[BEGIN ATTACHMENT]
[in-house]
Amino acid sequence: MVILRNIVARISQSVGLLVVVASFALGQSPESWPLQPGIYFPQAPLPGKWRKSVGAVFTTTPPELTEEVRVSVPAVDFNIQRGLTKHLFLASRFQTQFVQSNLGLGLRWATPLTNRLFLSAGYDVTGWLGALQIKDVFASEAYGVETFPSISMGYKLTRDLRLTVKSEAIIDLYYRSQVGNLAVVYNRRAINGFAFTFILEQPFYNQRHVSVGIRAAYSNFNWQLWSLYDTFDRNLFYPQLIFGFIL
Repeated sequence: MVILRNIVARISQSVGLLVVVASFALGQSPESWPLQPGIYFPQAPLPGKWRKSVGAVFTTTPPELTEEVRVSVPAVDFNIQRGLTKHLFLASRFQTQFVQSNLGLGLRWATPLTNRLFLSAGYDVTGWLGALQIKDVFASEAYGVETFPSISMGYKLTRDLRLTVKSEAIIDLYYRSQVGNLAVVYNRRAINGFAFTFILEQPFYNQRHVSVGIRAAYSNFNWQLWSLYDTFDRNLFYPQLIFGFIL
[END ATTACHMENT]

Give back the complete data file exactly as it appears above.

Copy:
[in-house]
Amino acid sequence: MVILRNIVARISQSVGLLVVVASFALGQSPESWPLQPGIYFPQAPLPGKWRKSVGAVFTTTPPELTEEVRVSVPAVDFNIQRGLTKHLFLASRFQTQFVQSNLGLGLRWATPLTNRLFLSAGYDVTGWLGALQIKDVFASEAYGVETFPSISMGYKLTRDLRLTVKSEAIIDLYYRSQVGNLAVVYNRRAINGFAFTFILEQPFYNQRHVSVGIRAAYSNFNWQLWSLYDTFDRNLFYPQLIFGFIL
Repeated sequence: MVILRNIVARISQSVGLLVVVASFALGQSPESWPLQPGIYFPQAPLPGKWRKSVGAVFTTTPPELTEEVRVSVPAVDFNIQRGLTKHLFLASRFQTQFVQSNLGLGLRWATPLTNRLFLSAGYDVTGWLGALQIKDVFASEAYGVETFPSISMGYKLTRDLRLTVKSEAIIDLYYRSQVGNLAVVYNRRAINGFAFTFILEQPFYNQRHVSVGIRAAYSNFNWQLWSLYDTFDRNLFYPQLIFGFIL